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Special Talk – “Learning by Explaining Complex Systems” – Lauren Barth-Cohen

February 25th, 2013

The RiSE Center
and the
University of Maine


Lauren Barth-Cohen, Ph.D.
University of California, Berkeley
Post-Doctoral Associate candidate

“Learning by Explaining Complex Systems”

In this talk I present work that focuses on students’ competencies in generating scientific explanations within the domain of complex systems, an interdisciplinary area in which students tend to have difficulties. During open-ended clinical interviews students were asked to reason about a variety of phenomena whose behavior is associated with complex systems. I focus on a case of a students’ shifting explanations as they become less prototypically centralized (a more naïve causality) and then become more prototypically decentralized over short time periods while explaining the movement of sand dunes. The analysis reveals how change can occur during the process of students generating a progression of increasingly sophisticated transitional explanations. This is important because it reveals that this shift may not be as difficult as some have presumed and will serve as a foundation for future work to build an instructional sequence on complex systems.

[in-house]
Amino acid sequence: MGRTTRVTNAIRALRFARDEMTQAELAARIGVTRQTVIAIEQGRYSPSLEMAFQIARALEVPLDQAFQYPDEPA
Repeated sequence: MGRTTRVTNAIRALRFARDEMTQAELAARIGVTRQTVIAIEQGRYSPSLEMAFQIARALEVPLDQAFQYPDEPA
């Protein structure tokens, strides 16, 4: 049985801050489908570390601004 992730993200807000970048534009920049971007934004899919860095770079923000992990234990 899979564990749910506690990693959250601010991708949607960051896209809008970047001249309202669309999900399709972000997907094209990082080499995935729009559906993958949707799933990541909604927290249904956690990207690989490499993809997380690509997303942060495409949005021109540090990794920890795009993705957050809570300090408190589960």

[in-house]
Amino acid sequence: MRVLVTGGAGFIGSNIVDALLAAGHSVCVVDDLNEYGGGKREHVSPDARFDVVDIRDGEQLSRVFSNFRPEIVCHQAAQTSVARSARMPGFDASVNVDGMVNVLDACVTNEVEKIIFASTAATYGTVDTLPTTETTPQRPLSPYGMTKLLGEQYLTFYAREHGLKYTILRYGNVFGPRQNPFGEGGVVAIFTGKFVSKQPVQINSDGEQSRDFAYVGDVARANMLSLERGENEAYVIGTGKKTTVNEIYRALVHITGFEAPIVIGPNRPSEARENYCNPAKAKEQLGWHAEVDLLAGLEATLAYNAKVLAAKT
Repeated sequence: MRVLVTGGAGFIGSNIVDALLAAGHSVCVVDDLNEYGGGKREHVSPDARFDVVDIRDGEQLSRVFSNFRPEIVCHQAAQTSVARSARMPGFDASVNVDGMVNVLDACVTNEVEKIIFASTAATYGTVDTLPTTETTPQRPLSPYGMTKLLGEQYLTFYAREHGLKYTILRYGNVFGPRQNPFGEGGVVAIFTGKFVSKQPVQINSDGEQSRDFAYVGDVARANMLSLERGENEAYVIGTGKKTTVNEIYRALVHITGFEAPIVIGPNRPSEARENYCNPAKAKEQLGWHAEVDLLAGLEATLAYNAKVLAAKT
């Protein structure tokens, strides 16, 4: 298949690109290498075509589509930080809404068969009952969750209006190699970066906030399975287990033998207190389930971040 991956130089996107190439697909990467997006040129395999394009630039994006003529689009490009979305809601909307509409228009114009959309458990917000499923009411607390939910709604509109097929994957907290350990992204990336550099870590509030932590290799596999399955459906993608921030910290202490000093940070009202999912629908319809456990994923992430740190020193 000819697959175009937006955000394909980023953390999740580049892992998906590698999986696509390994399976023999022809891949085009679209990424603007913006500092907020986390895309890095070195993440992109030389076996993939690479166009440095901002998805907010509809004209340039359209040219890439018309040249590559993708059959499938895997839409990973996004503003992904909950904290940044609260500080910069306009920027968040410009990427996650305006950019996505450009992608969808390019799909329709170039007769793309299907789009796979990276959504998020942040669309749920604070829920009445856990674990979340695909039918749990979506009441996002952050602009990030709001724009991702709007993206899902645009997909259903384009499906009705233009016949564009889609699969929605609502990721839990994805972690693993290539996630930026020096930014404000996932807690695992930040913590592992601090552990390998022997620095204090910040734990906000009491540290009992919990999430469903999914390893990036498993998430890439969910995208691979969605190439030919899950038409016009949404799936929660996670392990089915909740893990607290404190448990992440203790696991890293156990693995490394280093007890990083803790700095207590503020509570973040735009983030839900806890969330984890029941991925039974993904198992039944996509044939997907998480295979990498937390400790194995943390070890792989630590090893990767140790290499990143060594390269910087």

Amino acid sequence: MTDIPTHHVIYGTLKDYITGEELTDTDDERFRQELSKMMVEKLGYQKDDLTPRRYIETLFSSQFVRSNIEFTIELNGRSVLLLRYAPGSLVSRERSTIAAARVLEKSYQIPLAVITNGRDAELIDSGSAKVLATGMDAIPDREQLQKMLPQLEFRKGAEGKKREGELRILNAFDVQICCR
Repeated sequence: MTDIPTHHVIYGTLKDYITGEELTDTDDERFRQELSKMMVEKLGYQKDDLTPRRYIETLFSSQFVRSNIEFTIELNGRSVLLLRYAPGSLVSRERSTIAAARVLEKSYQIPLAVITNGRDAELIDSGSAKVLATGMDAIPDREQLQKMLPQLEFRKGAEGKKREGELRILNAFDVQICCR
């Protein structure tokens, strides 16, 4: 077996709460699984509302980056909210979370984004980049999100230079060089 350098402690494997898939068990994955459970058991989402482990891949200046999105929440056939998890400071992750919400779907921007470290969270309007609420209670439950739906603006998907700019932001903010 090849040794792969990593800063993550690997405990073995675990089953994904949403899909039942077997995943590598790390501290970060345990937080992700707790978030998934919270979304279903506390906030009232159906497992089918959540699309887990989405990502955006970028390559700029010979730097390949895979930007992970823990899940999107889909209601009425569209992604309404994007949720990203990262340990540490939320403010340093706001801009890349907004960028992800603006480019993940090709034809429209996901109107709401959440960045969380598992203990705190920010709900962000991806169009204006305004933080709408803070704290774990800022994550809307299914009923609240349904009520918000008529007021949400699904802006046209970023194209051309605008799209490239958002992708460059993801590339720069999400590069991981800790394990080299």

Lauren Barth-Cohen earned a Ph.D. from the Graduate Group in Science and Mathematics Education (SESAME) at the University of California, Berkeley in December 2012 and a BA in physics from Smith College in 2005. She is currently a visiting scholar in the Graduate School of Education at UC Berkeley. Her research interests include learning, conceptual change, scientific explanations, physics education, and video-analysis. In her dissertation she studied students’ learning, in the context of students’ generating scientific explanations about complex systems.


Wednesday, February 27, 2013
12:00-1:30 pm
Arthur St. John Hill Auditorium

Light lunch provided at 12:00 pm
Talk starts at 12:30 pm

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